We're facing a fundamental economic problem within our industry.Canada's shippers (our customers) have too much economic leverage, carriers are only too willing to cut rates and give away services, an...
We’re facing a fundamental economic problem within our industry.
Canada’s shippers (our customers) have too much economic leverage, carriers are only too willing to cut rates and give away services, and owner/operators are inadequately compensated for the array of work that they do.
We’re at the bottom of the proverbial food chain.
In today’s fast-paced world, supply and demand plays a key role in the economy. But trucking has traditionally been a fairly easy business to enter (buy a truck and you’re in business), so there has usually been an abundant supply of trucks. In many cases the demand for trucks has been less than the supply of freight, allowing shippers to continually slash at their costs.
Shippers are fully aware of the leverage and bargaining power they have when it comes to setting rates. Many could care less about the plight of the owner/operator, and are only concerned about their own bottom line. And, quite frankly, you can’t blame them.
Unfortunately for us, there are also far too many carriers willing to take lower rates without a fight, give away operators’ services for free, and force operators to run on razor-thin profit margins, just to keep the shipper as a customer.
Many carriers seldom compensate operators for extra work. When a driver is expected to tarp a load, wait for a load, or lump a load off a trailer and is not compensated for it, phrases such as “that’s trucking”, or “it’s included in the rate” are a common refrain.
Frankly, all deliveries, pickups, lumping, tarping, border crossings, waiting time, pre-trips on company equipment, and some paperwork are expected to be free and part of the job. In a recent study conducted by the American Trucking Associations, it was determined that the average over-the-road driver spends anywhere between 30 to 40 hours a week waiting to be loaded or making a delivery. Using that study as a guide, it is not a far stretch to say that truckers (and O/Os in particular) are generally only paid for half of their job – the driving.
Another area in which O/Os are often under-compensated or work for free relates to the way mileage is determined. The “old” book miles are in many cases still being used and, even when software such as PC Miler is in use, it is often not used properly, or routed in an impractical manner.
This leads most operators to run more miles than they are actually compensated for.
I have always held the opinion that the trucking industry is its own worst enemy, due mainly to the extreme competition within it. If a carrier has too many trucks sitting around and/or wants to expand the business, the sure-fire way to get the freight is to cut the rate.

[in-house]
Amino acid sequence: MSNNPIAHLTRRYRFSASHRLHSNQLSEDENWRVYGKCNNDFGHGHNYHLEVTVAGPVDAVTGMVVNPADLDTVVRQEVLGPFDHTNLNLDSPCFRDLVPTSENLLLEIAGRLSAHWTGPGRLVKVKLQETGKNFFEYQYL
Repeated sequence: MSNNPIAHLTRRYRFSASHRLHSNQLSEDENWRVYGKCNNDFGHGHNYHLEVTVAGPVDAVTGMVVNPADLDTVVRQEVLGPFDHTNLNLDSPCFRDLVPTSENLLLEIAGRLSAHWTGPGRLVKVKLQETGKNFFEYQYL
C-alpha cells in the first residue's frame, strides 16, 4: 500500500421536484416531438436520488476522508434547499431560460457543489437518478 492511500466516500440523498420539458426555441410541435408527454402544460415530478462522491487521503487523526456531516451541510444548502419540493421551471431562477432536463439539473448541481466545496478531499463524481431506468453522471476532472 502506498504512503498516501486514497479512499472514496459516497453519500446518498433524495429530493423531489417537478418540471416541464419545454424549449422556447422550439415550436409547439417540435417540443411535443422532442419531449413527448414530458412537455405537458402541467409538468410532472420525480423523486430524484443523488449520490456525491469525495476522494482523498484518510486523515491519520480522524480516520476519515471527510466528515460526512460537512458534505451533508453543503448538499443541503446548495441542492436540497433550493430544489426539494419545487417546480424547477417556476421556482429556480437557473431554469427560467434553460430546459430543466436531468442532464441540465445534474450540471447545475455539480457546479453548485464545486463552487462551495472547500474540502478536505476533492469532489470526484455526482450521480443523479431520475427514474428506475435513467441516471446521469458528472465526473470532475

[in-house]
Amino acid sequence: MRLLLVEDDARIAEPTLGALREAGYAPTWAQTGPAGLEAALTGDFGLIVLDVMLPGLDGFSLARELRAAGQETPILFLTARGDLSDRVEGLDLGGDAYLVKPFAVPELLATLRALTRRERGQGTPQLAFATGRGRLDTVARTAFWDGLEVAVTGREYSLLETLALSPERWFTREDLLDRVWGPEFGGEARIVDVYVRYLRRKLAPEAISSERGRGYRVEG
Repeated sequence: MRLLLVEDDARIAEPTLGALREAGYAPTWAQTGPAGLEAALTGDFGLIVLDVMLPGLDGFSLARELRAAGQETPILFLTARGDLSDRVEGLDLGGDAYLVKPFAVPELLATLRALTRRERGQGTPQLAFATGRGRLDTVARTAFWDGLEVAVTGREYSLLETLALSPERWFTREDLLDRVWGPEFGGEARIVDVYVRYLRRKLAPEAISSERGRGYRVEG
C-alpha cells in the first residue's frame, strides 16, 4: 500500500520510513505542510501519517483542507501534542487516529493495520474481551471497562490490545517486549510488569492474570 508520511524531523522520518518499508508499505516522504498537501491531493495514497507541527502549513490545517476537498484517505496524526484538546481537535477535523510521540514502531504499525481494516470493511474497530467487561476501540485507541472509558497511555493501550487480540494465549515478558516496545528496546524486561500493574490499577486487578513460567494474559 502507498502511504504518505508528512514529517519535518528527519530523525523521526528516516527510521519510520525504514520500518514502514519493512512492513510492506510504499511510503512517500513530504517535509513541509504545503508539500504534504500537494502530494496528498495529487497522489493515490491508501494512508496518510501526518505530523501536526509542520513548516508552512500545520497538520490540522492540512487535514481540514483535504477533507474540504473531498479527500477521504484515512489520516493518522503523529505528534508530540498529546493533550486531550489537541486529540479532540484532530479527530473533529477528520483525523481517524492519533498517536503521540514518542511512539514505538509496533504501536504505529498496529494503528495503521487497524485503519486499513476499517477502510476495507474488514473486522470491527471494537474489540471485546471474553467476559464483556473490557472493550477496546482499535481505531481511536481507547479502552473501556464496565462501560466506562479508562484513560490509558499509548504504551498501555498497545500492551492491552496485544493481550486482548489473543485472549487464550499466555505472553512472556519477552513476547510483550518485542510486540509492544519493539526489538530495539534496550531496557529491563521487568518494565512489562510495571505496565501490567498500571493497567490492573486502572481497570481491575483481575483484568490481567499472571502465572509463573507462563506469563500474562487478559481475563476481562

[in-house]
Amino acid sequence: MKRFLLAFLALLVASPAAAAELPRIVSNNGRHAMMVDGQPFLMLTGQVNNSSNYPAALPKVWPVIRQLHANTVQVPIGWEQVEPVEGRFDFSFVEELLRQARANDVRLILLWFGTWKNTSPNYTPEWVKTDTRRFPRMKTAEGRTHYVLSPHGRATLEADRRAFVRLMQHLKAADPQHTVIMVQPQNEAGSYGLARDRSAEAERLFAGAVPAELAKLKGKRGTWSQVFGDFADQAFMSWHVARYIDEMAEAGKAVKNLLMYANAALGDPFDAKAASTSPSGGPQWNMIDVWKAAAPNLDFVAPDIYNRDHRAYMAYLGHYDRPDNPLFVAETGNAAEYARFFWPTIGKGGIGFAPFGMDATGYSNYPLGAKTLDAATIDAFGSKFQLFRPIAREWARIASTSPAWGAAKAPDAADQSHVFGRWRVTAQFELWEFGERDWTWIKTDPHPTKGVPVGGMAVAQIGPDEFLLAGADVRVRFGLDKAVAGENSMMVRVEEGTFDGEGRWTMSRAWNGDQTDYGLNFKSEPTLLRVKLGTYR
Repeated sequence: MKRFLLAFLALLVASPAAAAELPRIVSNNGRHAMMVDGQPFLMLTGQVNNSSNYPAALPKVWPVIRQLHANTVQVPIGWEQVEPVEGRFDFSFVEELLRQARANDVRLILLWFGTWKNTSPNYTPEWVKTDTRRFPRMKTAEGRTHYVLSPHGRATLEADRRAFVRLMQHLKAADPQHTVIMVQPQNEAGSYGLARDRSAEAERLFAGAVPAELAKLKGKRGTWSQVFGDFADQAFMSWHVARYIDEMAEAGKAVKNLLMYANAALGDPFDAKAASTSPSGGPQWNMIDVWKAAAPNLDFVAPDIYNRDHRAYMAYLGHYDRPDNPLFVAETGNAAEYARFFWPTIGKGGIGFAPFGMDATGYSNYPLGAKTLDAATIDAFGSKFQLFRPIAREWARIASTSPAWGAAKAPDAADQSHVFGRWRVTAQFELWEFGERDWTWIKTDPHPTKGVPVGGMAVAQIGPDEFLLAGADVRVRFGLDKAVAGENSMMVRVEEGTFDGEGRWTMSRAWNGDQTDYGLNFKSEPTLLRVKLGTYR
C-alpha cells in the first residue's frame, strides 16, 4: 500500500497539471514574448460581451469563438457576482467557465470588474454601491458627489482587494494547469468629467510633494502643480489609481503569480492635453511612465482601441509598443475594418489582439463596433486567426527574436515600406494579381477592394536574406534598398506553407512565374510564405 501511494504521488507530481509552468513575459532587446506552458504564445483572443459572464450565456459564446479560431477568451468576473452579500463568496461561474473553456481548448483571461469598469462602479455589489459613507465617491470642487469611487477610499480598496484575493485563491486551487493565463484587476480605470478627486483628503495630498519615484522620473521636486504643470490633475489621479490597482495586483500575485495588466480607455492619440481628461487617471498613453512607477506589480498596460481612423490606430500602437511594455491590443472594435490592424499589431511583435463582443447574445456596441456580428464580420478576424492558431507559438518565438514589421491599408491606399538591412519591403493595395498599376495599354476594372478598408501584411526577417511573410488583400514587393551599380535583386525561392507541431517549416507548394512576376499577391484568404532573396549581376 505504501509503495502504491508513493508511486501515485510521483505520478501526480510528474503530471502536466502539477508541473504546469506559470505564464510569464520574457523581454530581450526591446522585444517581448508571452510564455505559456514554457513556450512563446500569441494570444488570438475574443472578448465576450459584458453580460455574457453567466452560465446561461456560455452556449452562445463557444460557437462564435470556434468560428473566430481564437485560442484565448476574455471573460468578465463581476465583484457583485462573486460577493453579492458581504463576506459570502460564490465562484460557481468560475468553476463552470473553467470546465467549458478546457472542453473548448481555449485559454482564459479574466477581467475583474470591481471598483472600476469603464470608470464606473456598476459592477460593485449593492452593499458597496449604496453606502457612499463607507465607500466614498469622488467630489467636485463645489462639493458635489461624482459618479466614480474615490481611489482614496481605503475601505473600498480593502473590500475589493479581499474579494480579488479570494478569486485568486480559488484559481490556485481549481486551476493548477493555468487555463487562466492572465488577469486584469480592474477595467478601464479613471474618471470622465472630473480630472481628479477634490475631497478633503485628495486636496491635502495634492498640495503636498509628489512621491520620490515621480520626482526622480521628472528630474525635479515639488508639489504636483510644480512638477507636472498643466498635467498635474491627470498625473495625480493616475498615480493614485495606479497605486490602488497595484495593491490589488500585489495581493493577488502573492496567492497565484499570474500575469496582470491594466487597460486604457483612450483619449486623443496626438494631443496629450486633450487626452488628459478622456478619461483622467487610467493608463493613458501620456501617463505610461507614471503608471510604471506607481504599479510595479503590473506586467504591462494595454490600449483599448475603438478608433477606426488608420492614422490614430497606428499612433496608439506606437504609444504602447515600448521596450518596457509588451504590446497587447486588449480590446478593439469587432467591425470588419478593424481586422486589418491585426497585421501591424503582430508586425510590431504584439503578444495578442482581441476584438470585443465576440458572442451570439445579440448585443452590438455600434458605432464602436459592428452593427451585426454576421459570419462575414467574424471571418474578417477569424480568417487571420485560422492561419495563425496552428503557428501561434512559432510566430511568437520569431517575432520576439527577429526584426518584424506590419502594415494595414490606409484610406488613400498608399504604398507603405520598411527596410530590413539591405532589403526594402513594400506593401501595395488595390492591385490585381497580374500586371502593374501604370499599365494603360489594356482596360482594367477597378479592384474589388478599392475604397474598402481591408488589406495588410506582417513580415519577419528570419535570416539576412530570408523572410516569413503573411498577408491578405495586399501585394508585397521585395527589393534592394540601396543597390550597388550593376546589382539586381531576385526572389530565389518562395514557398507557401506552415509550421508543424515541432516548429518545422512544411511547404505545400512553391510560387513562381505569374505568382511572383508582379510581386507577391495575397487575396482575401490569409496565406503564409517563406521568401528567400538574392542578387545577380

There was a time not so long ago in this industry that the majority of owner/operators were respected, appreciated and compensated accordingly. This is no longer the case, and that could lead to the very demise of the Canadian O/O.
With the current level of compensation, many operators are finding it nearly impossible to make a decent living.
Contrary to popular belief, I don’t believe that the cost of fuel is the problem. It is merely a symptom of a larger problem that is compensation.
I do not feel that the government is responsible. If the authorities choose to provide short-term fuel tax relief, that is great, but it will only delay the inevitable.
Rates must simply go up.
The majority of owner/operators are held captive not only by the poor shipping rates, but also by the poor mileage rates paid out by carriers. The days of getting an all-inclusive dollar a mile – and still making a decent living – are gone, especially if an operator has equipment to finance and maintain.
Let’s not forget that inadequate driver compensation is a safety concern. Among the provisions of the recent U.S. Motor Carrier Safety Act was an recommendation for a comprehensive study of the methods used to compensate truck drivers, and how those methods may contribute to safety.
If an O/O is having a hard time making a living, if doesn’t take a brain surgeon to figure out that maintenance takes a lesser priority to putting food on the table and keeping the truck. An O/O may also be tempted to work harder, in violation of hours of service regulations, in an attempt to not lose his livelihood. Ultimately, poor compensation may indeed lead to genuine safety concerns.
It is unethical, unfair and morally reprehensible for carriers to improve their bottom lines when the very operators on which they have based their success are losing everything they have worked so hard to attain. n
– Dave Holleman is an over-the-road owner/operator and monthly columnist in Truck News.